Lifelong Learning: The Pursuit of True HappinessSimon Quattlebaum | Teacher, New Jersey Public Schools
To a music lover watching a concert from the audience, it would be simple to believe that a conductor has one of the easiest jobs in the world. Yet, hidden from the audience—especially from the musical novice—are the conductor’s abilities to read and interpret all of the parts at once, to play several instruments and understand the capacities for many more, to organize and coordinate the disparate parts, to motivate and communicate with all of the orchestral members.
What I have found as an adult learner, the same way that conducting looks like hand-waving to the uninitiated, teaching looks simple from the perspective of students who see a person talking and listening, handing out papers, and giving assignments. This is what adult experience could be compared to. Therefore, ,y choice to continue my education as an adult stems from my passion for learning and remaining humble in my approach to teaching and sharing.
After returning to undergraduate school after being dropping out of school in my late sophomore in the early 70s, and coming into my own ‘self’ during the times of the Black Panthers, Civil Rights struggles and boycotts, I thought it was prudent I continue my major in Mass Communications. I loved working in the media since being an on-air personality as a freshman in undergraduate school. Yet, becoming an educator caught my attention after being a teaching assistant to one of my undergraduate professors in Political Science.
It was there where the professor saw that I had the ability to read, understand and disseminate information to students who were at least 15-20 years my junior. She suggested I consider teaching because of my maturity stage; it probably was not worth the effort to find employment in a market that did not pay well nor would give any type of serious satisfaction. How right she was! It was then I began what would become a journey that would carry me into what I presently feel as my ‘calling’. More importantly was the fact that there was (and is) a serious need for African American male teachers in the elementary classroom. After studying for what was then the NJ Praxis Examination, I was able to participate in an Alternate Route for teachers. I finally had my B.A. in Communications, with a paltry 2.5 GPA. After about a year of substitute teaching, I decided it was time to peruse a Masters In Education where I taught grades 4-6 for over 10 years which has led to my now working on an Ed D in Teacher Leadership with a 3.75 GPA.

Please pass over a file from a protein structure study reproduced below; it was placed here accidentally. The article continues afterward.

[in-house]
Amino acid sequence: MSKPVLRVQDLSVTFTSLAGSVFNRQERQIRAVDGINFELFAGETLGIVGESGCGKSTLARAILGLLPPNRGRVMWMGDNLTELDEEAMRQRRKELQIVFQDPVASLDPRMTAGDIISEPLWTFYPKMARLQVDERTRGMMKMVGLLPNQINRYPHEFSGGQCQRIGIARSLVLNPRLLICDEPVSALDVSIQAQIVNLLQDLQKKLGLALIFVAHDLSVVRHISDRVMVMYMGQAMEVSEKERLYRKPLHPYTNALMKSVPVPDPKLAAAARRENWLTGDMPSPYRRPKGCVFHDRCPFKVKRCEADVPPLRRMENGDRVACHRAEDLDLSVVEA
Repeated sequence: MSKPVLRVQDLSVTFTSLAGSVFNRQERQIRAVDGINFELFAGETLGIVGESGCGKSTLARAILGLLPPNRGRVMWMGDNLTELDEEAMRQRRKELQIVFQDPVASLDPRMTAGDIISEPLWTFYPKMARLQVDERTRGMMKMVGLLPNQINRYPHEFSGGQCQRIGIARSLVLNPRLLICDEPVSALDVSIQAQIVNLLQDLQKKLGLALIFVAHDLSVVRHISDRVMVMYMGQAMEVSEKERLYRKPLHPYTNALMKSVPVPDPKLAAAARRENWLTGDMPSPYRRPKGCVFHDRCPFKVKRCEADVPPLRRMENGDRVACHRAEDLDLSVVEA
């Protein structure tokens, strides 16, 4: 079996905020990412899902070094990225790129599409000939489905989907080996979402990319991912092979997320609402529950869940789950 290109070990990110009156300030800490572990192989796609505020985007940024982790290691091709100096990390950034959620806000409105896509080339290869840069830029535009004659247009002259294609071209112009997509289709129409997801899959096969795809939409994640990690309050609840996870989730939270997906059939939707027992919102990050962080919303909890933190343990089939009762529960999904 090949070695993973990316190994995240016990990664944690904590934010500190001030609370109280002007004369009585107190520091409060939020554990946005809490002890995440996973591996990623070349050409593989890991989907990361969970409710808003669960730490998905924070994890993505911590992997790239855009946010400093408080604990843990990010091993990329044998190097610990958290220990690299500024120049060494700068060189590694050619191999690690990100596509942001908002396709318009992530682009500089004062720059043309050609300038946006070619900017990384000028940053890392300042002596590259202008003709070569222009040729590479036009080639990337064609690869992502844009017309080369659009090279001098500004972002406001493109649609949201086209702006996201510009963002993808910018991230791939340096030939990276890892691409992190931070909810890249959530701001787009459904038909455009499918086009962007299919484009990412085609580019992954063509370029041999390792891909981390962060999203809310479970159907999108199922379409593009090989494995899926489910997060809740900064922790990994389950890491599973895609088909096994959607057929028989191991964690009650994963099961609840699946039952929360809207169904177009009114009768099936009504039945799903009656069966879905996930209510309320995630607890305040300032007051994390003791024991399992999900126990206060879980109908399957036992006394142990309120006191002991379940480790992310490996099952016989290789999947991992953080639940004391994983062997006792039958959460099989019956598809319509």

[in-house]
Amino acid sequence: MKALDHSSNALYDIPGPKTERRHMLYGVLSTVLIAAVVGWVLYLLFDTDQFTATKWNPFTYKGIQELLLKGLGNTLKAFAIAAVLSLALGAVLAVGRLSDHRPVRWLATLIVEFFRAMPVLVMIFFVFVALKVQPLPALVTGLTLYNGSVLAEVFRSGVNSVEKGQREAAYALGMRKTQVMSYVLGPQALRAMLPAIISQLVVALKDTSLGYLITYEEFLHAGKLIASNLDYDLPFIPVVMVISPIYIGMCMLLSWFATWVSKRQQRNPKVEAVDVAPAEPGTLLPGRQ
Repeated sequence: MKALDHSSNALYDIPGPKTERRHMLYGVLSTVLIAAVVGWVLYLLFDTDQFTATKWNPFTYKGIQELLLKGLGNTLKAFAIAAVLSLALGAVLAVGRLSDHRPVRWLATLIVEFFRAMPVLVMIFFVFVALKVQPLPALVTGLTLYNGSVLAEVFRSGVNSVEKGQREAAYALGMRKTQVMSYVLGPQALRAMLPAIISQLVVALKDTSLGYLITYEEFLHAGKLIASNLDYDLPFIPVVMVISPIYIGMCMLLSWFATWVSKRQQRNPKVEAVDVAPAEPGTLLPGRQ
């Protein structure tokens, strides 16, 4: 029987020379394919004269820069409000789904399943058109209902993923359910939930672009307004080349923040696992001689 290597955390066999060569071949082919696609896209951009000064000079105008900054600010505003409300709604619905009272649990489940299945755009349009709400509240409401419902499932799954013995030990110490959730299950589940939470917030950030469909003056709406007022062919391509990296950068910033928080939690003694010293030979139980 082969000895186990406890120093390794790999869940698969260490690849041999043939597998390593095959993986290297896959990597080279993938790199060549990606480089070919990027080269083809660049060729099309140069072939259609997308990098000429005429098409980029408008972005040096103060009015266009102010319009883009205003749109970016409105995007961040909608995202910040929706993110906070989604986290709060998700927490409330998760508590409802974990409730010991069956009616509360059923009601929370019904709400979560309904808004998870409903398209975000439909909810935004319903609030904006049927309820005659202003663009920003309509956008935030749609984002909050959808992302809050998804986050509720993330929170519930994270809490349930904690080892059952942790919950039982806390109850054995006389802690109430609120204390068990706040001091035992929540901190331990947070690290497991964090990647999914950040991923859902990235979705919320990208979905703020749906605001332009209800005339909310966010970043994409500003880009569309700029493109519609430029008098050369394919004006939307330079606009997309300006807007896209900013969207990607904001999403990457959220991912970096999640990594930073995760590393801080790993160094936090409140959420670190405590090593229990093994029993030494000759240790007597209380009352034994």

In spite of all the scholarly and work experience the road has not been a bed of roses. For example, as a mature adult male with advanced degrees and experience, it appears one is penalized for having the experience. Consequently, the lack of quality interviews, one’s age (how do they know? They look at the years in which you attended college!), and being African American makes for some disappointing moments in career seeking. Finally, the opportunity to share experiences as an adult learner becomes limited in that there aren’t many adults who are available to share experiences as a student; especially when one is pushing 6o!
What could be done to assist adult learners in their pursuits? I think it’s important that some sort of focus group (s) be established for those of us who chose to rekindle our desire to learn. Create, plan and implement support groups that focus on the challenges faced by adult learners. Spiritually, this would help to increase effectiveness of success as we move through these difficult and often challenging times. In the words of Kermit the Frog, “it’s not easy being green (again)” ; returning to a time when learning was fun and collegial.
Nonetheless, we must move on-anyway! It’s not about the money, the fame or even the prestige. As an educator, it’s all about the children and the diversity they need in perusing their educational goals. In spite of the student loans to repay, living with family members (support system); not being married with children, there is no excuse for us adults not to keep our eye on the prize!
An encouraging quote from Dwayne Dyre remains with me; “when you change the way you look at things, the things you look at will change!” To those who feel in the dumps, experience has led me to know the importance of moving on in spite of! Like the New York Lottery states; “You never know!”
Author Perspective: Student
Thank you for this inspirational piece, Simon! I agree, there needs to be more done at the state level to encourage adults who are thinking about changing their lives to actually do so.
I think there should be some kind of joint fund between employers and government to sponsor adult student scholarship. What do you think?
I agree wholeheartedly! I appreciate the response!
It appears that the focus continues to be on those learners who are more youthful (age-wise) and forgetting that they, lie we, are here because we stand on the shoulders of those who paved the way for the opportunity to continue to take lifelong learning seriously.
it may take action from those of us who seek to remain powerful in our cause and create opportunities for conversation and action on all lifelong learners’ behalf. We don’t have to make a lot of ‘noise’; just amalgamate ourselves with like minds and create those conversations that touch, move, and inspire us!